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This is a spooky little tale aimed at children in the 8-12 age bracket. It tells the story of Fliss and her classmates who go on a residential school trip to Whitby. On the night before she leaves for the trip Fliss dreams of a hotel at night, where her feet seem to mysteriously develop a will of their own and take her past buildings and rooms where a spooky voice whispers things like 'The Gate of Fate', 'The Keep of Sleep', and 'The Room of Doom'. She is even more spooked the next day to have a boy in her class tell her that Dracula once lived in Whitby. When they arrive at their hotel it is very like Fliss's dream. On the floor Fliss and her mates are sleeping there is a room 10, 11 and 12. Then there is the unnumbered linen closest. On the first night Fliss is disturbed by someone crying and decides to take a trip to the bathroom to see if she could use that as an excuse to investigate. On the way back she notices that the linen cupboard now has the number 13 on it. It is not there the next morning. One of Fliss's classmates becomes ill, they see her sleepwalking in the middle of the night and on investigating Fliss discovers that there are two tiny puncture wounds on the side of her neck. As Fliss and her three friends get drawn further into the mystery they realise that they have to do something about the creature in Room 13. The clues are very carefully drip-fed into the novel and the characters well-drawn and realistic, each with their own set of worries. The three teacher in charge of the class are also interesting and have distinct personalities. They behave in realistic and credible ways. The whole story is told with a good deal of suspense yet Swindells manages to mix in a fair amount of humour as well. I think it is this careful balance that makes it such a success. I read this book to my class each year, usually just before we go off on our residential trip (I know, I'm a saddist!) and they love it. They laugh in all the right places, and when it gets to the climax of the story you can hear a pin drop in my classroom, they barely even breathe. If they only remember one of the stories I read them I can practically guarantee that this is it.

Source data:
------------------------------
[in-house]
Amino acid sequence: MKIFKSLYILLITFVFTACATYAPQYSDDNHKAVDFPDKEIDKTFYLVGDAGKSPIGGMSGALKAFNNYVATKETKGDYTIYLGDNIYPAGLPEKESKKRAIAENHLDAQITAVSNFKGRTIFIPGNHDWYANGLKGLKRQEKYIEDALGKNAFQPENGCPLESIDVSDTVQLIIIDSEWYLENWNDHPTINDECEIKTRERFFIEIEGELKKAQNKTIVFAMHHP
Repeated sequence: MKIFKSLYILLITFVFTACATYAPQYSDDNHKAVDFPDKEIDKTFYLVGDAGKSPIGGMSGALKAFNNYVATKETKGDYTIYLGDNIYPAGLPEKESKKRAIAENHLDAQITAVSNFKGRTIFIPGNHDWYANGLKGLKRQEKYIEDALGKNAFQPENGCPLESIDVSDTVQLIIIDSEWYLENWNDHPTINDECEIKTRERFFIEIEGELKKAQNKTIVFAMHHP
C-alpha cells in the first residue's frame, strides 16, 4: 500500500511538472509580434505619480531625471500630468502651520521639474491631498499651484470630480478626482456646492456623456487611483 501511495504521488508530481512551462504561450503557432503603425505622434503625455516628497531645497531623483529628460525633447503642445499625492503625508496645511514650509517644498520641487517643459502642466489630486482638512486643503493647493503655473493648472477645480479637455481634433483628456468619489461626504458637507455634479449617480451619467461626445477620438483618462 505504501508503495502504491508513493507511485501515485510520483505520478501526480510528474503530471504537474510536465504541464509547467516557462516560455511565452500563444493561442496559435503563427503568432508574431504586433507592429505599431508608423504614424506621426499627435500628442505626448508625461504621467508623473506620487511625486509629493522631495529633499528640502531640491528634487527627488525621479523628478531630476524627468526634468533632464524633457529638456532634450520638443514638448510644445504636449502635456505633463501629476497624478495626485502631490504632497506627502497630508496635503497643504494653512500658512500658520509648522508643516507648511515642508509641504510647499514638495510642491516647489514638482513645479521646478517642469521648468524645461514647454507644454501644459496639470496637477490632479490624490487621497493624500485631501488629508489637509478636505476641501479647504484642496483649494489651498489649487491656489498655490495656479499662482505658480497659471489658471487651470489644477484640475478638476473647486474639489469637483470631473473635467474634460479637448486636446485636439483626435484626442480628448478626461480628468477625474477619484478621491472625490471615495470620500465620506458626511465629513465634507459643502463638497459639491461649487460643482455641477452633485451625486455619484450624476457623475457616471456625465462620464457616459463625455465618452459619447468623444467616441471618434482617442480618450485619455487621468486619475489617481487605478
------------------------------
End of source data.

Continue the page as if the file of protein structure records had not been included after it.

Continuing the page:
First published in 1989, this children's horror book became a sensation for my twelve year old friends and I after we discovered it in the school library. Word of mouth made this book so sought after that in order to guarantee getting to read it we had to share it between our groups of friends or read it out loud together. We had so little chance to get our hands on it that we had to read it on our journey home from school! A few facts about the book make it tantalising to young fans of horror or chiller stories. Firstly, printed inside the jacket of the book is the claim that this story was inspired by a real school trip to Whitby in 1987. Furthermore, the author dedicates the book to a class full of pupils who he claims "were there too". Thirdly, there is a shocking feature of the book where the chapter 13 (unlucky for some!) has been completely left blank. This seemed to me, as a young reader, so daring and different from the norm that I felt this book must really be something special. The story centres on a group of school children who are on a sleeping-over school trip to Whitby. During the trip the children learn about how author Bram Stoker was inspired to write the classic Gothic novel 'Dracula' when he saw the eerie ruins of Whitby Abbey. This is a brilliant learning experience and a subtle introduction to the adult literature. Readers who are unfamiliar with the existence of Stoker's novel are provided with a simple explanation of where and how the character of Dracula was created. This story is really a paean to the classic Stoker novel with a similar tale of vampire suckings and night terrors ensuing. Although there is a high degree of horror and a quite often a feeling of dread there is also a margin of humour and lots of childish fun. The novel is as educational as it is enjoyable fun. To give the story credibility there are some references to eighties vampire movies although the relevance of this is now probably lost on today's readers. There are also a few references to historical events, to real life landscapes and works of art which may inspire some readers to investigate them further after reading the book. I felt very close to the characters when I first read this book. There is definately a 'northern' feel to the language and manner of interaction between the children's characters. As someone who lives in the North of England I felt I could very easily identify with the setting of the novel and the atmosphere of the location and attitude of society. I think that all children could read this and imagine themselves in Whitby though - as the description is very deatailed with rich, poetic language detailing the experience of the senses. I love this book so much that when I was a university student I found this in my local library and read it again for enjoyment! I have since bought the book and have given it to my neices to read, who have absolutely loved it. Although now twenty years old this story still translates to a new generation. This book won the Children's Book Award in 1990, the winner of which is chosen by children - I can't think of a better endorsement! It is a relatively short story and I would say it's suitable for ages 8 to 12 and for all readers of all capabilities. This book has been re-printed numerous times and is currently published by Corgi Childrens Books. Also available as an audio CD.